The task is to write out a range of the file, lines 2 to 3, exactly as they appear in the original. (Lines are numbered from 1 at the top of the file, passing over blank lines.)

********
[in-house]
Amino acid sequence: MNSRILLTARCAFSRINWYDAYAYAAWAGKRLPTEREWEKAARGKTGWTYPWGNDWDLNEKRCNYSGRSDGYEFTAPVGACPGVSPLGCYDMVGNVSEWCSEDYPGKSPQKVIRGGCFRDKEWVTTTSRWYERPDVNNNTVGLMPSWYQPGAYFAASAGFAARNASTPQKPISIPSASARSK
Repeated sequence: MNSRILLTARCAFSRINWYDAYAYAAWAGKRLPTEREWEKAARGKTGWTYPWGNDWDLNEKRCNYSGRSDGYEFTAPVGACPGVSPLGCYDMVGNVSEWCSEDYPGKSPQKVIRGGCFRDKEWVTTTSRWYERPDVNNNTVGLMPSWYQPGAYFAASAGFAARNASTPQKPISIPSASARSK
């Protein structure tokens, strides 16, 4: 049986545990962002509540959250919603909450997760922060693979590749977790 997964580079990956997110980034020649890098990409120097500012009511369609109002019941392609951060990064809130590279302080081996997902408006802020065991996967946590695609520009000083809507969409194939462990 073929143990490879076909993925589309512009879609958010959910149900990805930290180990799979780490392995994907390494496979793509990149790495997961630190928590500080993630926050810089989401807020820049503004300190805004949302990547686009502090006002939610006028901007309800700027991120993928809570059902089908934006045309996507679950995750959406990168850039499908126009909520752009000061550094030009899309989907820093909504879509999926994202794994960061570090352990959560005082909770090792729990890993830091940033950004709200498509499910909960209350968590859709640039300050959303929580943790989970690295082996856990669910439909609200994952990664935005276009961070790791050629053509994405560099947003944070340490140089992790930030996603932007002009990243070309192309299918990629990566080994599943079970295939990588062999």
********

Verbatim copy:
Amino acid sequence: MNSRILLTARCAFSRINWYDAYAYAAWAGKRLPTEREWEKAARGKTGWTYPWGNDWDLNEKRCNYSGRSDGYEFTAPVGACPGVSPLGCYDMVGNVSEWCSEDYPGKSPQKVIRGGCFRDKEWVTTTSRWYERPDVNNNTVGLMPSWYQPGAYFAASAGFAARNASTPQKPISIPSASARSK
Repeated sequence: MNSRILLTARCAFSRINWYDAYAYAAWAGKRLPTEREWEKAARGKTGWTYPWGNDWDLNEKRCNYSGRSDGYEFTAPVGACPGVSPLGCYDMVGNVSEWCSEDYPGKSPQKVIRGGCFRDKEWVTTTSRWYERPDVNNNTVGLMPSWYQPGAYFAASAGFAARNASTPQKPISIPSASARSK